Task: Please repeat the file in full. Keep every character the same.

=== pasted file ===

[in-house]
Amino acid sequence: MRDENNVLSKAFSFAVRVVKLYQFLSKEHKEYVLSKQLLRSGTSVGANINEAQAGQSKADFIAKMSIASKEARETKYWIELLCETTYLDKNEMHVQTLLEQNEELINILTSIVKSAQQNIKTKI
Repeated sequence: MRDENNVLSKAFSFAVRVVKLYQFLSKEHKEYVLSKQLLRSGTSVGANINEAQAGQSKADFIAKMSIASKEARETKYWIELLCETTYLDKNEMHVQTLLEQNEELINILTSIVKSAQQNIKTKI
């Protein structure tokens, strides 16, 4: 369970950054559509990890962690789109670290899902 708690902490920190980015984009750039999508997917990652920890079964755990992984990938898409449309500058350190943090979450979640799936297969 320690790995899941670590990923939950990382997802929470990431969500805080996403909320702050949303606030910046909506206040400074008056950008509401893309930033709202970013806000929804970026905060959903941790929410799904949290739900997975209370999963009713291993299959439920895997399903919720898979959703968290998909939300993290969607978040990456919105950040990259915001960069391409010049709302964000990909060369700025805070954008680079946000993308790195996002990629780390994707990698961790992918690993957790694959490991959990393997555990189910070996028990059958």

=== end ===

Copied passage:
[in-house]
Amino acid sequence: MRDENNVLSKAFSFAVRVVKLYQFLSKEHKEYVLSKQLLRSGTSVGANINEAQAGQSKADFIAKMSIASKEARETKYWIELLCETTYLDKNEMHVQTLLEQNEELINILTSIVKSAQQNIKTKI
Repeated sequence: MRDENNVLSKAFSFAVRVVKLYQFLSKEHKEYVLSKQLLRSGTSVGANINEAQAGQSKADFIAKMSIASKEARETKYWIELLCETTYLDKNEMHVQTLLEQNEELINILTSIVKSAQQNIKTKI
């Protein structure tokens, strides 16, 4: 369970950054559509990890962690789109670290899902 708690902490920190980015984009750039999508997917990652920890079964755990992984990938898409449309500058350190943090979450979640799936297969 320690790995899941670590990923939950990382997802929470990431969500805080996403909320702050949303606030910046909506206040400074008056950008509401893309930033709202970013806000929804970026905060959903941790929410799904949290739900997975209370999963009713291993299959439920895997399903919720898979959703968290998909939300993290969607978040990456919105950040990259915001960069391409010049709302964000990909060369700025805070954008680079946000993308790195996002990629780390994707990698961790992918690993957790694959490991959990393997555990189910070996028990059958």